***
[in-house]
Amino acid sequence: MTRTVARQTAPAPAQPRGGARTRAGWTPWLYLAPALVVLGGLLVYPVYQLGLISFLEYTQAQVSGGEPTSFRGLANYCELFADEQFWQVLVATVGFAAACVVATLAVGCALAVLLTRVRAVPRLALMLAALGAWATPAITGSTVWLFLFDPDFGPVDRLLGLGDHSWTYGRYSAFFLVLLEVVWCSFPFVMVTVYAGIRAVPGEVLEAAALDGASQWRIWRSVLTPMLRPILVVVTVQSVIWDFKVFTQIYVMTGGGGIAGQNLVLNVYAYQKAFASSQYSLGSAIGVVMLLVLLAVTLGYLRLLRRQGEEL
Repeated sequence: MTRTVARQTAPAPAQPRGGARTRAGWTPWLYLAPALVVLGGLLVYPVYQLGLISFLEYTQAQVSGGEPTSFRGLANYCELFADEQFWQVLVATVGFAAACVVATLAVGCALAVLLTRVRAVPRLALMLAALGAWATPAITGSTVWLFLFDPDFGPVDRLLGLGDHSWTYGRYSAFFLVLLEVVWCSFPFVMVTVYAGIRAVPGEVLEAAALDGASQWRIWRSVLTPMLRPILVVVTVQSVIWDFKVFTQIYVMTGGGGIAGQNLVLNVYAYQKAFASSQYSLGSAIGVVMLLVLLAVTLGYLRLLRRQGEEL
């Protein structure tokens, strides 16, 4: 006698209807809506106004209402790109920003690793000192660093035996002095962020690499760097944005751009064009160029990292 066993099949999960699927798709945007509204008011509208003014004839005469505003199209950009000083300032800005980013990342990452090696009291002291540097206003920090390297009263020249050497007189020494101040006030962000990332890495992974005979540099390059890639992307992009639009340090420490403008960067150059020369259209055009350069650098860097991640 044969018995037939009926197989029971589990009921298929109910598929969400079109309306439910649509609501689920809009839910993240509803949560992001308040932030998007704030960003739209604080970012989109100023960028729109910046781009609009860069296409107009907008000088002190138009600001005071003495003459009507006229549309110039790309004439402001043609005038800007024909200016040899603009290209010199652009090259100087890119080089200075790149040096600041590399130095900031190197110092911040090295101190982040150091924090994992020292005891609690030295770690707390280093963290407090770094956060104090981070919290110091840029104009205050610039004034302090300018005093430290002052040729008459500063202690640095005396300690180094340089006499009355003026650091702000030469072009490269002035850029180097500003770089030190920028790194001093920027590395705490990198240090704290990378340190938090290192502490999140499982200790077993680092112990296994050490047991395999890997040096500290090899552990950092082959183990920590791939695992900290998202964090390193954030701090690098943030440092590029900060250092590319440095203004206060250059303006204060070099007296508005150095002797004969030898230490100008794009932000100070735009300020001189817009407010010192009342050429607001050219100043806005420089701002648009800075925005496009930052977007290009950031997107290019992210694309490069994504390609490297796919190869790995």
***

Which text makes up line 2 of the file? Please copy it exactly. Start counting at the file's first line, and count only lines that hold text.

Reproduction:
Amino acid sequence: MTRTVARQTAPAPAQPRGGARTRAGWTPWLYLAPALVVLGGLLVYPVYQLGLISFLEYTQAQVSGGEPTSFRGLANYCELFADEQFWQVLVATVGFAAACVVATLAVGCALAVLLTRVRAVPRLALMLAALGAWATPAITGSTVWLFLFDPDFGPVDRLLGLGDHSWTYGRYSAFFLVLLEVVWCSFPFVMVTVYAGIRAVPGEVLEAAALDGASQWRIWRSVLTPMLRPILVVVTVQSVIWDFKVFTQIYVMTGGGGIAGQNLVLNVYAYQKAFASSQYSLGSAIGVVMLLVLLAVTLGYLRLLRRQGEEL